Agency Information Collection Activities; Proposed Collection; Comment Request; CPSC Table Saw User Survey
The Consumer Product Safety Commission (CPSC or Commission) is announcing an opportunity for public comment on the proposed collection of certain information by the agency. Under the Paperwork Reduction Act of 1995 (PRA), federal agencies are required to publish notice in the Federal Register concerning each proposed collection of information and to allow 60 days for public comment in response to the notice. This notice solicits comments on a survey of table saw users to determine the effectiveness of modular blade guards.
Table of Contents Back to Top
DATES: Back to Top
Submit written or electronic comments on the collection of information by July 29, 2013.
ADDRESSES: Back to Top
You may submit comments, identified by Docket No. CPSC-2011-0074, by any of the following methods:
Electronic Submissions: Submit electronic comments to the Federal eRulemaking Portal at: http://www.regulations.gov. Follow the instructions for submitting comments. The Commission does not accept comments submitted by electronic mail (email), except through www.regulations.gov. The Commission encourages you to submit electronic comments by using the Federal eRulemaking Portal, as described above.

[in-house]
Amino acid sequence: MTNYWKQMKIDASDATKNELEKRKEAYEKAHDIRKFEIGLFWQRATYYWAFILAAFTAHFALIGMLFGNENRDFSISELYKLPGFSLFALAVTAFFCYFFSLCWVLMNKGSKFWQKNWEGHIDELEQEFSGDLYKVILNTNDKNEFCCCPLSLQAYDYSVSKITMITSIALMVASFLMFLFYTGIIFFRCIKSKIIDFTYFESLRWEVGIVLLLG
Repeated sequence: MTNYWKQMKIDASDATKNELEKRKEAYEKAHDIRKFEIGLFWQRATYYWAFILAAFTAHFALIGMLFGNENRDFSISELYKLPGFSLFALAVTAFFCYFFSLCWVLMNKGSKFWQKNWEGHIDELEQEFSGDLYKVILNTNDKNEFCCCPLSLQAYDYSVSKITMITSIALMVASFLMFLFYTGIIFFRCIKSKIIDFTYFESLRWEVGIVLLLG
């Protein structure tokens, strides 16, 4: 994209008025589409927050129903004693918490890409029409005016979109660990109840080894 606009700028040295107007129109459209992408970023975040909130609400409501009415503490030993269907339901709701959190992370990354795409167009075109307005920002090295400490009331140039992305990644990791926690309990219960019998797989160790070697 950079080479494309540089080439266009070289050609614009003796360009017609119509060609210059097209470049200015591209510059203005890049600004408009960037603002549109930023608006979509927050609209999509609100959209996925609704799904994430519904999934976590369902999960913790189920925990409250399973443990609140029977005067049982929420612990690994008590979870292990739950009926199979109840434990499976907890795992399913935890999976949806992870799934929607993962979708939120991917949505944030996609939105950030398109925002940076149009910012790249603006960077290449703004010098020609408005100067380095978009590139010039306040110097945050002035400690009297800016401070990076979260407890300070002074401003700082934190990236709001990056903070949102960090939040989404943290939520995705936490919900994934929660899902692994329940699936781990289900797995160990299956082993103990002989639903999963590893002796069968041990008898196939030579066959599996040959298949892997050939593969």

Written Submissions: Submit written submissions in the following way: Mail/Hand delivery/Courier (for paper, disk, or CD-ROM submissions), preferably in five copies, to: Office of the Secretary, Consumer Product Safety Commission, Room 820, 4330 East West Highway, Bethesda, MD 20814; telephone (301) 504-7923.
Instructions: All submissions received must include the agency name and docket number for this notice. All comments received may be posted without change, including any personal identifiers, contact information, or other personal information provided, to: http://www.regulations.gov. Do not submit confidential business information, trade secret information, or other sensitive or protected information that you do not want to be available to the public. If furnished at all, such information should be submitted in writing.